The most famous case of mercury poisoning occurred in a Japanese town on a harbor that was terribly contaminated with mercury from industrial use. Mercury levels that accumulated in the sediment and transmitted to the population primarily through shellfish were thousands of times higher than recommended. Mercury levels were so high that cats in the local area, which tended to eat table scraps, developed symptoms similar to those discovered in humans and often became insane. The disease developed in humans without any prior warning, with patients complaining of a loss of sensation and numbness in their hands and feet. They became unable to grasp small objects or fasten buttons. They could not run or walk without stumbling, their voices changed in pitch and many patients complained of difficulties seeing, hearing and swallowing. In general these symptoms deteriorated and were followed by severe convulsions, coma and eventually death. However, despite the severity of the exposure, and the toxic effects the mercury had on those exposed, whether children or adults (or even cats), children from Minamata Bay who had suffered neurological damage from mercury poisoning didn’t have a greater risk of autism.

     The Seychelles / Farroe Islands

Studies in two island chains, the Seychelles and Faeroes, have shown that infants and young children who consumed large amounts of methyl mercury in fish and whales which were a primary part of their diet didn’t develop neurological problems such as autism.

     Contaminated Bread and Other Foods

Studies that followed victims of high-dose acute or chronic mercury poisoning resulting from contaminated foods in Iraq, Pakistan, Guatemala, and Ghana have not reported manifestations suggestive of autism in survivors. In contrast, many of these survivors had clinical signs such as persistent muscle coordination problems and speech control issues that are seldom seen in autism but are typical of methyl mercury poisoning.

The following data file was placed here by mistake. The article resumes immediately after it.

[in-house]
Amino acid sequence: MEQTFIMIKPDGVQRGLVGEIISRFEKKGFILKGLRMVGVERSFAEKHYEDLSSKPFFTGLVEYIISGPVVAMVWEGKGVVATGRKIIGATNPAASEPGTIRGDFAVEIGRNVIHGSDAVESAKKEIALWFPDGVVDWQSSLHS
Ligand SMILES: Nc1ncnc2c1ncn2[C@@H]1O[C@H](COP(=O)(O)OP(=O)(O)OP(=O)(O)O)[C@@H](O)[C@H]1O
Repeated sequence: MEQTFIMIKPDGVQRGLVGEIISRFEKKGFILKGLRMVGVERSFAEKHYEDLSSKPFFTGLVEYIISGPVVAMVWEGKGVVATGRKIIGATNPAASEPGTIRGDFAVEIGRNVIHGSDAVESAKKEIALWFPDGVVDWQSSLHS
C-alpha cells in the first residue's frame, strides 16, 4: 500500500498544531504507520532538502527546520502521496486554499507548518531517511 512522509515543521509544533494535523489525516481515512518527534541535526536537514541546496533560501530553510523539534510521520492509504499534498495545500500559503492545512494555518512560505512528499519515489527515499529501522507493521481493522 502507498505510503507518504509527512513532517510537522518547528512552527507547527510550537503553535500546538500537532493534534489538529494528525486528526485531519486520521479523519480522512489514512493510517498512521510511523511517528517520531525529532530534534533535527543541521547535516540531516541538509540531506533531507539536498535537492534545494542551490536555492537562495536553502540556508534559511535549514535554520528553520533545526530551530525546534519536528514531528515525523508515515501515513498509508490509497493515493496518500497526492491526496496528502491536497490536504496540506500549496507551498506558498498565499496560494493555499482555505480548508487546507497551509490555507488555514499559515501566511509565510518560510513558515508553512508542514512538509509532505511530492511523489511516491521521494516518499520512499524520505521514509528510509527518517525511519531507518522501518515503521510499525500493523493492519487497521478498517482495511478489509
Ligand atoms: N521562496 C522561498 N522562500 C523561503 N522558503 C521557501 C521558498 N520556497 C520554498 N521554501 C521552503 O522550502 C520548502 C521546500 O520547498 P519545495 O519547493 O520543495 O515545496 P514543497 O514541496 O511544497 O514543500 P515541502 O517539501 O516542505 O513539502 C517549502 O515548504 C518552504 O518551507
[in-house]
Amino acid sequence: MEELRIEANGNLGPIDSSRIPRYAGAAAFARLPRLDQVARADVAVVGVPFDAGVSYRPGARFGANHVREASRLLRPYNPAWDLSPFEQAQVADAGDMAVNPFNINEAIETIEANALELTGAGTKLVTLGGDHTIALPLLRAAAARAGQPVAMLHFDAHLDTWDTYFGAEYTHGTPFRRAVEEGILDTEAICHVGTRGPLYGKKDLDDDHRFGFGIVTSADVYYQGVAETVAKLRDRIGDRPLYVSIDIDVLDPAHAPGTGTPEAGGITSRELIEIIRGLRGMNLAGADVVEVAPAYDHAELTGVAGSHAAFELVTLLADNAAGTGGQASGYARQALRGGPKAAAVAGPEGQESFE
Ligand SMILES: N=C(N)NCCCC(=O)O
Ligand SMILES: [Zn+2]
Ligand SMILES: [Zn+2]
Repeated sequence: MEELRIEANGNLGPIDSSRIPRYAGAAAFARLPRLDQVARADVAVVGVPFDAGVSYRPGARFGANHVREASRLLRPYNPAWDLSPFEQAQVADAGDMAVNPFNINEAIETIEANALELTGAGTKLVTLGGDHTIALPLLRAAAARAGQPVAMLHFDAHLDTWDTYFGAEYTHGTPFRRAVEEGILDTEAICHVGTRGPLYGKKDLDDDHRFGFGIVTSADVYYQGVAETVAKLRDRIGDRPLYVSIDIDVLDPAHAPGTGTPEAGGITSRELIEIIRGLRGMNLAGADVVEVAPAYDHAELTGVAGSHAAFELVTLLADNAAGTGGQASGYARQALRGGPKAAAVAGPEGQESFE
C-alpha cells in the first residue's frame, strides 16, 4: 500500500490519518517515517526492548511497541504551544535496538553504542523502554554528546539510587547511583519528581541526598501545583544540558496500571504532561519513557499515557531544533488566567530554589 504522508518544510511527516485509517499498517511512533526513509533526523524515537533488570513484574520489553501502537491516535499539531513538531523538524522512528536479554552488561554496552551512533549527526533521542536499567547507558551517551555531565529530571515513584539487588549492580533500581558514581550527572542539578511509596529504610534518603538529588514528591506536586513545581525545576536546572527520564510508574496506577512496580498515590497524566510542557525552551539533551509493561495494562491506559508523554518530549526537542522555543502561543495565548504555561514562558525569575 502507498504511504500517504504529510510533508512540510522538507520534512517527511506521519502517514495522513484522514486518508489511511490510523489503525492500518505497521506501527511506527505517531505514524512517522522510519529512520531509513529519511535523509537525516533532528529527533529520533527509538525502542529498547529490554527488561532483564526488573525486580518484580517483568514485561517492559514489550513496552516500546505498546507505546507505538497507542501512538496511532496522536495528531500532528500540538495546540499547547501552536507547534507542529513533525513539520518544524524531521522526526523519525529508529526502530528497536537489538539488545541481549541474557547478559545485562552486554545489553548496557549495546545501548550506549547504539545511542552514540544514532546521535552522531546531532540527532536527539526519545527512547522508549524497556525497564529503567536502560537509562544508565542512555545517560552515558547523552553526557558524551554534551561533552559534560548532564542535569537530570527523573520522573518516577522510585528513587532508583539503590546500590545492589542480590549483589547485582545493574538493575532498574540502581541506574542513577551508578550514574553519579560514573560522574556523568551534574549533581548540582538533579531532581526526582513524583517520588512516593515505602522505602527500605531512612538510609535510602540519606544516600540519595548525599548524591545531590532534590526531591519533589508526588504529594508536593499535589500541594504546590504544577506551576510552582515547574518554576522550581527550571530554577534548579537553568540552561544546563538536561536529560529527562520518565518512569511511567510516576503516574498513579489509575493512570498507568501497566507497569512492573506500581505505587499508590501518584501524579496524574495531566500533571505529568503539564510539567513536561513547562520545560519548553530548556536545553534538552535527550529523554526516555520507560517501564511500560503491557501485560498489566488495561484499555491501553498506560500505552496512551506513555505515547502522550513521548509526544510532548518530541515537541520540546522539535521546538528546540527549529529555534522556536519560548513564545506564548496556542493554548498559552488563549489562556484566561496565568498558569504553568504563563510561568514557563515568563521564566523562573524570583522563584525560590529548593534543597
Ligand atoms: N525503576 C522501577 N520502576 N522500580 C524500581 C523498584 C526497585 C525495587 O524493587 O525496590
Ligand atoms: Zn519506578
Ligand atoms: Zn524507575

Infants Treated in the Early 20th Century

In the first half of the 20th century, mercury was a constituent of medications administered to treat worm infestations and teething pain. Use of these compounds was associated with illness in young children, affecting chiefly those 8 months old to 2 years old. These infants showed anorexia, skin eruption, and bright pink color of hands and feet, which peeled and were painful. This condition called pink disease was relatively common and the cause of 103 deaths in England and Wales in 1947. Survivors were not described to have behavioral disorders suggestive of autism.

     Meningitis Treatment

Just because you receive thimerosal (50% ethyl mercury) does not mean you will develop symptoms of mercury poisoning; this is likely because the ethyl mercury in thimerosal is quickly flushed from the body. For instance, shortly after it was originally introduced, in 1929, thimerosal was injected in adults as a treatment for meningitis. Adults injected with 2 million micrograms of thimerosal didn’t suffer symptoms of mercury poisoning; the amount was 10,000 times greater than the FDA later found babies had received in vaccines.